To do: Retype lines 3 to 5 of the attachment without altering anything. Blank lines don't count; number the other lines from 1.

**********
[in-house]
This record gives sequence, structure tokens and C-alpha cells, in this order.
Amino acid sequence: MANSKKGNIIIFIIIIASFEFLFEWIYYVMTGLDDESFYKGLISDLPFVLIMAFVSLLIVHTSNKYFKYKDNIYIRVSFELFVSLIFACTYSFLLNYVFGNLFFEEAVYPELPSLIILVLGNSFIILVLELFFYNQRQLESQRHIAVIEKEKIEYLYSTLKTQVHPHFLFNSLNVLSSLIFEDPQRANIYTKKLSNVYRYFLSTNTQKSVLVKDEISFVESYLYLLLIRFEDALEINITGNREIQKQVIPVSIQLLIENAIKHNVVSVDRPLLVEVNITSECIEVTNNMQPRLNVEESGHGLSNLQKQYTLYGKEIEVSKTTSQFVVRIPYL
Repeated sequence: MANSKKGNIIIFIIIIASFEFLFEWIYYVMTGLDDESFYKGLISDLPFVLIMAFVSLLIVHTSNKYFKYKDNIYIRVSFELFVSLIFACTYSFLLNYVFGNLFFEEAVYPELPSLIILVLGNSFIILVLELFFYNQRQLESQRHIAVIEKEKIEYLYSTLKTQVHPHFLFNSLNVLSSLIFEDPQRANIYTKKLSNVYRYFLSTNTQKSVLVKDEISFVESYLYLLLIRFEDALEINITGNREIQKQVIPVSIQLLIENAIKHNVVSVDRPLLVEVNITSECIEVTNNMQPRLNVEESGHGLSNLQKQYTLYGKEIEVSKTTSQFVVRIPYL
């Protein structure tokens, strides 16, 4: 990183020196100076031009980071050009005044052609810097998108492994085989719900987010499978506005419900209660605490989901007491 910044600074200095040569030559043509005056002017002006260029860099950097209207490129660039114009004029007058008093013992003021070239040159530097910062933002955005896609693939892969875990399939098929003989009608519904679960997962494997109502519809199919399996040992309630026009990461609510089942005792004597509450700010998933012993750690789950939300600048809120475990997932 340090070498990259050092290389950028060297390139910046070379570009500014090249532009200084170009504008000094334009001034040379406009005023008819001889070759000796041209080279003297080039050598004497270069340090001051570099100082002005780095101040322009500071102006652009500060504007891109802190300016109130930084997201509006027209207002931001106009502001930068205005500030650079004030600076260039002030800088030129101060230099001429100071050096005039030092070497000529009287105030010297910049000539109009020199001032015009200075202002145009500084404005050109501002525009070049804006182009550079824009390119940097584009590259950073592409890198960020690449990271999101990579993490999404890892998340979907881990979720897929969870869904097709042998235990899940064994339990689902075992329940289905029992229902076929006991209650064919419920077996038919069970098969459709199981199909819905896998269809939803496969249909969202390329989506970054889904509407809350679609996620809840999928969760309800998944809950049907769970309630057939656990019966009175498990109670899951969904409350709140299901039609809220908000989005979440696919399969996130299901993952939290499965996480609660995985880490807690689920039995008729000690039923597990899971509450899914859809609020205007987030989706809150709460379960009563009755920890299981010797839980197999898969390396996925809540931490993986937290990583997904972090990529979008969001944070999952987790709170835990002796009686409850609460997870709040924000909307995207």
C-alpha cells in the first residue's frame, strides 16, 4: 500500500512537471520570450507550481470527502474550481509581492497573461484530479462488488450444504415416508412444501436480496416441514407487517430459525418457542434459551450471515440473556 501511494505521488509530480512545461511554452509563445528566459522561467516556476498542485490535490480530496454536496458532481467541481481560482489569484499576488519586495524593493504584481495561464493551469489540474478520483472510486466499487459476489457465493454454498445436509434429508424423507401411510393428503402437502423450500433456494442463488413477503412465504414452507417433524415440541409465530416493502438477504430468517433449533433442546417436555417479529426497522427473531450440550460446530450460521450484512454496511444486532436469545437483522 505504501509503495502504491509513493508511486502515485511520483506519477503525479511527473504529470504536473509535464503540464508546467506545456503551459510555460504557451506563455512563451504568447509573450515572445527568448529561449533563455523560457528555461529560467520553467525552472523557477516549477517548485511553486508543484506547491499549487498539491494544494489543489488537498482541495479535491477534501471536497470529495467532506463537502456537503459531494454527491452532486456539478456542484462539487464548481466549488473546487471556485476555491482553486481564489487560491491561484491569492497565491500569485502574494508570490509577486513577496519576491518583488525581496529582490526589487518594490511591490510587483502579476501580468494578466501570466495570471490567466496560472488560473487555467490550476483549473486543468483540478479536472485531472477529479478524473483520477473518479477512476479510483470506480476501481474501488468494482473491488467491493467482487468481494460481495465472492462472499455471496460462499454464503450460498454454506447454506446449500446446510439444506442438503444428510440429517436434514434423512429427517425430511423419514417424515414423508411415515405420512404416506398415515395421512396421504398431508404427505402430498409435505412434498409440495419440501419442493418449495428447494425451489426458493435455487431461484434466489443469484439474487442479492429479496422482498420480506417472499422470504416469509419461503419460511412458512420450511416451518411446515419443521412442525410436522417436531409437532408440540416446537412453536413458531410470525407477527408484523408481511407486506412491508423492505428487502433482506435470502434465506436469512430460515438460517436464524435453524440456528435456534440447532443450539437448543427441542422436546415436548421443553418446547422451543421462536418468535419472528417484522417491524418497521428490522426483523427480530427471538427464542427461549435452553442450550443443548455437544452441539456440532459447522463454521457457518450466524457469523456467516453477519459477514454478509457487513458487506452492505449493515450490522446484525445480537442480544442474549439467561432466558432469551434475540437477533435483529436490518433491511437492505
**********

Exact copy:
Amino acid sequence: MANSKKGNIIIFIIIIASFEFLFEWIYYVMTGLDDESFYKGLISDLPFVLIMAFVSLLIVHTSNKYFKYKDNIYIRVSFELFVSLIFACTYSFLLNYVFGNLFFEEAVYPELPSLIILVLGNSFIILVLELFFYNQRQLESQRHIAVIEKEKIEYLYSTLKTQVHPHFLFNSLNVLSSLIFEDPQRANIYTKKLSNVYRYFLSTNTQKSVLVKDEISFVESYLYLLLIRFEDALEINITGNREIQKQVIPVSIQLLIENAIKHNVVSVDRPLLVEVNITSECIEVTNNMQPRLNVEESGHGLSNLQKQYTLYGKEIEVSKTTSQFVVRIPYL
Repeated sequence: MANSKKGNIIIFIIIIASFEFLFEWIYYVMTGLDDESFYKGLISDLPFVLIMAFVSLLIVHTSNKYFKYKDNIYIRVSFELFVSLIFACTYSFLLNYVFGNLFFEEAVYPELPSLIILVLGNSFIILVLELFFYNQRQLESQRHIAVIEKEKIEYLYSTLKTQVHPHFLFNSLNVLSSLIFEDPQRANIYTKKLSNVYRYFLSTNTQKSVLVKDEISFVESYLYLLLIRFEDALEINITGNREIQKQVIPVSIQLLIENAIKHNVVSVDRPLLVEVNITSECIEVTNNMQPRLNVEESGHGLSNLQKQYTLYGKEIEVSKTTSQFVVRIPYL
């Protein structure tokens, strides 16, 4: 990183020196100076031009980071050009005044052609810097998108492994085989719900987010499978506005419900209660605490989901007491 910044600074200095040569030559043509005056002017002006260029860099950097209207490129660039114009004029007058008093013992003021070239040159530097910062933002955005896609693939892969875990399939098929003989009608519904679960997962494997109502519809199919399996040992309630026009990461609510089942005792004597509450700010998933012993750690789950939300600048809120475990997932 340090070498990259050092290389950028060297390139910046070379570009500014090249532009200084170009504008000094334009001034040379406009005023008819001889070759000796041209080279003297080039050598004497270069340090001051570099100082002005780095101040322009500071102006652009500060504007891109802190300016109130930084997201509006027209207002931001106009502001930068205005500030650079004030600076260039002030800088030129101060230099001429100071050096005039030092070497000529009287105030010297910049000539109009020199001032015009200075202002145009500084404005050109501002525009070049804006182009550079824009390119940097584009590259950073592409890198960020690449990271999101990579993490999404890892998340979907881990979720897929969870869904097709042998235990899940064994339990689902075992329940289905029992229902076929006991209650064919419920077996038919069970098969459709199981199909819905896998269809939803496969249909969202390329989506970054889904509407809350679609996620809840999928969760309800998944809950049907769970309630057939656990019966009175498990109670899951969904409350709140299901039609809220908000989005979440696919399969996130299901993952939290499965996480609660995985880490807690689920039995008729000690039923597990899971509450899914859809609020205007987030989706809150709460379960009563009755920890299981010797839980197999898969390396996925809540931490993986937290990583997904972090990529979008969001944070999952987790709170835990002796009686409850609460997870709040924000909307995207």